Practical Ministry Explainer: How to Begin Teaching Your Church the Truth About Homosexuality
... especially for churches that have never broached the topic before.
They’d invited me to come speak on homosexuality, based on my book Critical Conversations: A Christian Parents’ Guide to Discussing Homosexuality with Teens. It was a Christian women’s group, comprising women from many Cincinnati area churches. I gave a message emphasizing a strong blend of truth and grace with regard to gays and lesbians, but halfway through I paused to ask for questions. What I got wasn’t a question. I’d noticed this woman looking uncomfortable there in her seat, but I wasn’t expecting her to yell: “Heterosexuality causes abortions!” With that not-so-rational opening, she launched into a rant and kept going non-stop until the meeting host had her escorted out of the room.
It was her first time there, I came to find out, and she’d come expecting a different topic. And she was a lesbian. An angry lesbian, one who wouldn’t listen, wouldn’t respond even when the host and I offered to meet her later and have a better kind of conversation.
I’ve thought about that experience often, as I’ve considered how I’d teach on homosexuality in a church on a Sunday morning. It’s one thing to have a visitor disrupt a meeting of people from many churches. It’s another thing at a church the person attends regularly. It could blow a church apart, or at least a family. An open outburst like that may be unlikely, but silent reactions aren’t. The person may say nothing that morning, but she’ll go off and tell her friends what a bigoted church she’d been to. Or maybe a young man will explode at home with his parents.
If You’ve Never Raised the Topic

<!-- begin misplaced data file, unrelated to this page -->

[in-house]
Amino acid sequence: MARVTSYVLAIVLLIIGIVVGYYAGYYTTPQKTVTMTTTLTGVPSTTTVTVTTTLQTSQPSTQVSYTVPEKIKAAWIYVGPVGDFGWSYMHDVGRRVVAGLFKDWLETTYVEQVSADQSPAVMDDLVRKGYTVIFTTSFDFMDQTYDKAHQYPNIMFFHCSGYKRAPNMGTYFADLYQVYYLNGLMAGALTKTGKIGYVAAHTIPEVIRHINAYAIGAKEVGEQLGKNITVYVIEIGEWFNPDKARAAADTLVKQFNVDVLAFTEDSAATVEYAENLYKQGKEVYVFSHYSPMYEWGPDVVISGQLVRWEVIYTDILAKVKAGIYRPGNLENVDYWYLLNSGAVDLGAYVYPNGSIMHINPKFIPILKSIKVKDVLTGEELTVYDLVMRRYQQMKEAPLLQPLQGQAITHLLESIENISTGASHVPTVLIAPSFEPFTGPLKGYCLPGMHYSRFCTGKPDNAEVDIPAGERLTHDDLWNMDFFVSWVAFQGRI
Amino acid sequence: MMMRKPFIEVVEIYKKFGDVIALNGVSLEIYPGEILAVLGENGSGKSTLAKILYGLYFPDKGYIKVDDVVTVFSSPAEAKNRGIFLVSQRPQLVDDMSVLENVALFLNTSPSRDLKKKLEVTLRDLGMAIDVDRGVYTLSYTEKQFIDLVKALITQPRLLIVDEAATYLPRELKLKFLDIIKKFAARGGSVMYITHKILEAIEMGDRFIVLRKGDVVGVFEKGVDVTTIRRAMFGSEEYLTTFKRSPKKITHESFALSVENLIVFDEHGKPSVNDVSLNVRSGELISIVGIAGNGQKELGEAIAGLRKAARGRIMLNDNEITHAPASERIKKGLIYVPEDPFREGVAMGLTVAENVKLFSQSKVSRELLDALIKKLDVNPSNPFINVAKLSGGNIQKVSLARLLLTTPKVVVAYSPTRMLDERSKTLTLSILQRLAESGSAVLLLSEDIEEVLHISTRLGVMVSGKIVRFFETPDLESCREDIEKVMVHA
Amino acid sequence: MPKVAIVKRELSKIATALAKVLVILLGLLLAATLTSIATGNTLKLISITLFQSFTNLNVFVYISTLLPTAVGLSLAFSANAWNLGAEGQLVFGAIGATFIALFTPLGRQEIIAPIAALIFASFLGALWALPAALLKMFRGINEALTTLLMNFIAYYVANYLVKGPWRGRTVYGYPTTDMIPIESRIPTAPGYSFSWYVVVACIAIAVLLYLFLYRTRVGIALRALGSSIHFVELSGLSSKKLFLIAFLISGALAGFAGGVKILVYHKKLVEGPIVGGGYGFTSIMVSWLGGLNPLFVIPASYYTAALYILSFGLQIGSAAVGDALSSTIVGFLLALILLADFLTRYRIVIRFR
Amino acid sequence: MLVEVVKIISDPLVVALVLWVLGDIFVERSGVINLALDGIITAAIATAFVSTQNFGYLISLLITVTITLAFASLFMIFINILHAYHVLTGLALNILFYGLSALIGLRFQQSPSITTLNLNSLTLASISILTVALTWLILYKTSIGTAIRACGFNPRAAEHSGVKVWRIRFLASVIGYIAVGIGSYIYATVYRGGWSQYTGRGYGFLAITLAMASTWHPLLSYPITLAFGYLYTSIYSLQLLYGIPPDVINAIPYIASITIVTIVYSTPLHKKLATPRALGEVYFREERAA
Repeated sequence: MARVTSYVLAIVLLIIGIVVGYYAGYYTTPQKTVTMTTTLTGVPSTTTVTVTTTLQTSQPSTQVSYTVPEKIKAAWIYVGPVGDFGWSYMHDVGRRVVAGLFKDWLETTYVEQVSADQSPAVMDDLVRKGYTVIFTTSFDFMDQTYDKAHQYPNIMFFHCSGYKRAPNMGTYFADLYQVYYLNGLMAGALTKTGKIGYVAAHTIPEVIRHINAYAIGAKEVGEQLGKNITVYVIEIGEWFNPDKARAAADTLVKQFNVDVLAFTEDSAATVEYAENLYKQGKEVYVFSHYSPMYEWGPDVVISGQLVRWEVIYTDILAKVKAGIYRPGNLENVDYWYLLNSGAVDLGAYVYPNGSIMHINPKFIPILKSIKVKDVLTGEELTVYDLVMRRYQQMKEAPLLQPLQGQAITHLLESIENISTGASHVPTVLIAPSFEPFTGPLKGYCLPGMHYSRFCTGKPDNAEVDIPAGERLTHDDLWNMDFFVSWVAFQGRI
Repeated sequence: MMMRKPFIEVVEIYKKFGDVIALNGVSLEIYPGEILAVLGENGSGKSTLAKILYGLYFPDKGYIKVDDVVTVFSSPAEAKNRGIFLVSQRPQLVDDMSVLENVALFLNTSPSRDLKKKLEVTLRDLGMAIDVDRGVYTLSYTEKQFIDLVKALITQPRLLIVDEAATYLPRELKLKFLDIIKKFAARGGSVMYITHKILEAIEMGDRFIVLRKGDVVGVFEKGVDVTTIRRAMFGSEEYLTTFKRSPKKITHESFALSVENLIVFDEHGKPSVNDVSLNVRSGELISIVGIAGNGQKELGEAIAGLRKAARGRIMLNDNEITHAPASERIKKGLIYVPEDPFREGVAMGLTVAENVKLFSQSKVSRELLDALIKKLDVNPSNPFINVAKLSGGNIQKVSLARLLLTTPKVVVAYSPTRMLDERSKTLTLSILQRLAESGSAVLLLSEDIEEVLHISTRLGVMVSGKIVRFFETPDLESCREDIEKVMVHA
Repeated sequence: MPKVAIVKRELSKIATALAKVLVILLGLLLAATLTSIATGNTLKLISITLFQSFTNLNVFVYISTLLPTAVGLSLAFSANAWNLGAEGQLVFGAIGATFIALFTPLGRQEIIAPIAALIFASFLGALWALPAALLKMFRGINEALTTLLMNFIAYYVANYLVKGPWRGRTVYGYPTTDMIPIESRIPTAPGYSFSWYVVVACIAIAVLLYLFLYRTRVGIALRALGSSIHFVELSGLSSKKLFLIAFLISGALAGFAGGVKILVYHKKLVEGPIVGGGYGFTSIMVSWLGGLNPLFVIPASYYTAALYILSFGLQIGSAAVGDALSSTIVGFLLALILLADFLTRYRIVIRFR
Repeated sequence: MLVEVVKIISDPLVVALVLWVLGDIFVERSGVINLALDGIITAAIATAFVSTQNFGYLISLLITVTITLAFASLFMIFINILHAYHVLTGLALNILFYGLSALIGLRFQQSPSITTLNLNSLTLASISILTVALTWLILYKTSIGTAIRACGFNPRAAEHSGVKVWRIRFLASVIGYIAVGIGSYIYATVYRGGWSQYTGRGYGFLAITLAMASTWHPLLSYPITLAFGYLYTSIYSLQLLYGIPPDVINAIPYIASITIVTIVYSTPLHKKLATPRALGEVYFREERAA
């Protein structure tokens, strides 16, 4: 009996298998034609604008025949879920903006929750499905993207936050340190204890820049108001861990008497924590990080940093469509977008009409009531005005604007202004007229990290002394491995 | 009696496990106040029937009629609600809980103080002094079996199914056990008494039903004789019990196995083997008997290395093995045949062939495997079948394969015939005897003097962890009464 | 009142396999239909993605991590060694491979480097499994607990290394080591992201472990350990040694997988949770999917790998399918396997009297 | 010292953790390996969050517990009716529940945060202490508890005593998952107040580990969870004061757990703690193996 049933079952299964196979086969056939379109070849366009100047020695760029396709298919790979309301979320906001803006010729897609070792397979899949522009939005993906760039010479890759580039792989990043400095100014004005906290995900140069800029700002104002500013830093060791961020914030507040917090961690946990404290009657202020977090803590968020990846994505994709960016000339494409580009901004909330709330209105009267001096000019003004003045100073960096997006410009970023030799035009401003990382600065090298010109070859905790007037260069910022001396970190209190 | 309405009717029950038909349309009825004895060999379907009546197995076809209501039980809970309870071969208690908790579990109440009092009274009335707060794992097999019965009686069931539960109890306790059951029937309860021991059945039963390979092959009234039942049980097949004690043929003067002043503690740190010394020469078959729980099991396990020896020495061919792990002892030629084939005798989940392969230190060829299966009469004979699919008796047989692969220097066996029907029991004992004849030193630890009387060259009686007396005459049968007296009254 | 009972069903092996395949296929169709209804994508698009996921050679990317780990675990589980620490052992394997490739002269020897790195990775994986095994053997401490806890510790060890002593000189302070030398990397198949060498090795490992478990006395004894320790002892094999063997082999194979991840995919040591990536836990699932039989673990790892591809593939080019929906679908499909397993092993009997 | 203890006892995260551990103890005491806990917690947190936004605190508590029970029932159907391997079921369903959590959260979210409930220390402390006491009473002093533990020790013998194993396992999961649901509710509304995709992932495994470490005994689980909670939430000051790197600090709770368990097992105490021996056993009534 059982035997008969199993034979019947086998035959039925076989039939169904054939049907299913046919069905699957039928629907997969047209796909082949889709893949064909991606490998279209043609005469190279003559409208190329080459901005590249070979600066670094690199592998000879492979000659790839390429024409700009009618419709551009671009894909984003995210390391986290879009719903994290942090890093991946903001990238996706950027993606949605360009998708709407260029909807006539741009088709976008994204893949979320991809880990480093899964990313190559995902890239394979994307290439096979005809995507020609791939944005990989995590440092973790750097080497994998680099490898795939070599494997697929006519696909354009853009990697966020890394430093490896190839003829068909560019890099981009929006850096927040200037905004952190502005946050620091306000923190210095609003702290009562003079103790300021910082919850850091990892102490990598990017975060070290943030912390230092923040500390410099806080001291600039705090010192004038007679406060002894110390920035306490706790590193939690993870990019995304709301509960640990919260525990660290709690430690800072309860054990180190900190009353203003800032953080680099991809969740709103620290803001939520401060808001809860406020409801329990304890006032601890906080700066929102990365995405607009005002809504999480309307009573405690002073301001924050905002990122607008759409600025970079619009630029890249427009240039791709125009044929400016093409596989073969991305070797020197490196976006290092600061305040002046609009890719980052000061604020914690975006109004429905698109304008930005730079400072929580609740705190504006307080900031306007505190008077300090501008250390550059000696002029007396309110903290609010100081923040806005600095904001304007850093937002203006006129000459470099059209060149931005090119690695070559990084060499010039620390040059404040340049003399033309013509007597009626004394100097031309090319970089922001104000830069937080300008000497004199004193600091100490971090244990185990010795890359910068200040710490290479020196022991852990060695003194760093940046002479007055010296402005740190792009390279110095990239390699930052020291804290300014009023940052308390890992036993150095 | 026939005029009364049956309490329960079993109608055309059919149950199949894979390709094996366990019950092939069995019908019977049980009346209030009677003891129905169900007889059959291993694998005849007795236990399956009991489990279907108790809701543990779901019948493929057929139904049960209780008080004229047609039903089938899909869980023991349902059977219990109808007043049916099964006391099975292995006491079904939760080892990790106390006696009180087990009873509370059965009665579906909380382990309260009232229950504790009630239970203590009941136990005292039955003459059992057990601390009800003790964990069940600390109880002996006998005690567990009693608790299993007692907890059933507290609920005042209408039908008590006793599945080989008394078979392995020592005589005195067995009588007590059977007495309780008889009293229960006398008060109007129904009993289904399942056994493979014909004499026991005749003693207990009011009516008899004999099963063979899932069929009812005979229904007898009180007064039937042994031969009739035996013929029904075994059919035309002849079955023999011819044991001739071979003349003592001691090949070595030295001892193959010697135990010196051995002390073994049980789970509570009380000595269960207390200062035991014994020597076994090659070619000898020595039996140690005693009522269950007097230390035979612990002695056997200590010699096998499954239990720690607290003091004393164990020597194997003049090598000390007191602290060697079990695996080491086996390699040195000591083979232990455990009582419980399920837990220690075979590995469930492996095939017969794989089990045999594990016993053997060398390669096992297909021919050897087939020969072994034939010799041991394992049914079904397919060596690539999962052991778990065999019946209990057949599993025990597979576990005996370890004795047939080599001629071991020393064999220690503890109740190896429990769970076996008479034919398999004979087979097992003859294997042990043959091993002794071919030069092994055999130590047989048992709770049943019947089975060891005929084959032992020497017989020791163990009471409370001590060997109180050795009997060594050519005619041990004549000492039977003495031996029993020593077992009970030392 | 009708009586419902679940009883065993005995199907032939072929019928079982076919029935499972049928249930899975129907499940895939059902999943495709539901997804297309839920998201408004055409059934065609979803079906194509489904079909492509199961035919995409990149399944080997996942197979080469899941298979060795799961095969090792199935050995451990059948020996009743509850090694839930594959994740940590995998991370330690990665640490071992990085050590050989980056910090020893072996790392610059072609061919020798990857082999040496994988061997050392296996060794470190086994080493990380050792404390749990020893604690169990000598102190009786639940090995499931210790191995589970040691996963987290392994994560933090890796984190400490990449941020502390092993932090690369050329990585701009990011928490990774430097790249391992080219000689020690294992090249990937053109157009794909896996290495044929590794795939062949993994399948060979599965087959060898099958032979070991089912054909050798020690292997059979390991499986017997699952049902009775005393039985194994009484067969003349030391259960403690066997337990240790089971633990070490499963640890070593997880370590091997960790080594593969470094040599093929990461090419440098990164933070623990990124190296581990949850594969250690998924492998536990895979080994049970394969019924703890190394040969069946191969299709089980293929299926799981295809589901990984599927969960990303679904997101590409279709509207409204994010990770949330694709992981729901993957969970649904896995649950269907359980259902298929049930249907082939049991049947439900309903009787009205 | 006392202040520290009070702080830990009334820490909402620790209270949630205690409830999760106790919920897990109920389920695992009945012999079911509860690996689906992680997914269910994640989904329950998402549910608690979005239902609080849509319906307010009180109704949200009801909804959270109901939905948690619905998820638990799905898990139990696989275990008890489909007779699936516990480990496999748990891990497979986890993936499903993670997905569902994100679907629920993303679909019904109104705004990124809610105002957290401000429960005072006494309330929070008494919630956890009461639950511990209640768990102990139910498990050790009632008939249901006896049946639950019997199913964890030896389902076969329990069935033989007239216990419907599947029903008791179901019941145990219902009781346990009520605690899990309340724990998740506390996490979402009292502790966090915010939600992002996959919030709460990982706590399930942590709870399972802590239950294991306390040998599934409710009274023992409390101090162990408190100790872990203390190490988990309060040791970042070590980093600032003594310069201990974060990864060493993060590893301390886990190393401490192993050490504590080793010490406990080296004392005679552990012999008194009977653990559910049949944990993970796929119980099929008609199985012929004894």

Is there a way to head off those reactions? Can we do it without compromising truth? I believe the answer to all those questions is yes. It’s a qualified yes, because no teacher or preacher can control every listener’s reaction. But we can at least defuse most potential explosions before they go off.
It’s no problem if the church already has a history of teaching truth plainly, forthrightly, and lovingly. The bombs have been defused, and you can teach away. My question here is for churches that haven’t done that, for one reason or another.
There’s no topic more dangerous these days than sex and gender. No matter, though: Your church needs to stand for truth, so you need to speak the truth. If you haven’t been teaching it, for whatever reason, you need to start. But how?
In this article and those that follow, I’ll lay out an approach you can take, a way to bring potential opponents gradually to a place where they can at least listen with open ears, if not actually be persuaded of the truth. (I make no guarantees, but this approach at least stands a good chance of accomplishing that.) At the same time it will equip your congregation with answers they need for their own conversations on this tough issue.
Leadership Must Be Unified
First, though, a word about you and your leadership team: You had better be united on this. I recommend you prepare a statement laying out your church’s beliefs on sex and gender. Your whole church should have direct access to it, and your leadership team ought to sign on to it, unanimously and wholeheartedly.
If they won’t do that, you’re in no shape to start teaching anything to the congregation. Imagine your youth pastor fielding questions from teens on sex and sexuality, if he doesn’t agree with the senior pastor’s stand on it.
And I’ve seen what happens when a church is divided on this. The “more moderate” position always wins, meaning, the side that says, “Let’s be quiet. Don’t make it an issue.” In this case “moderate” is just another word for unfaithful. So that’s got to be your first priority.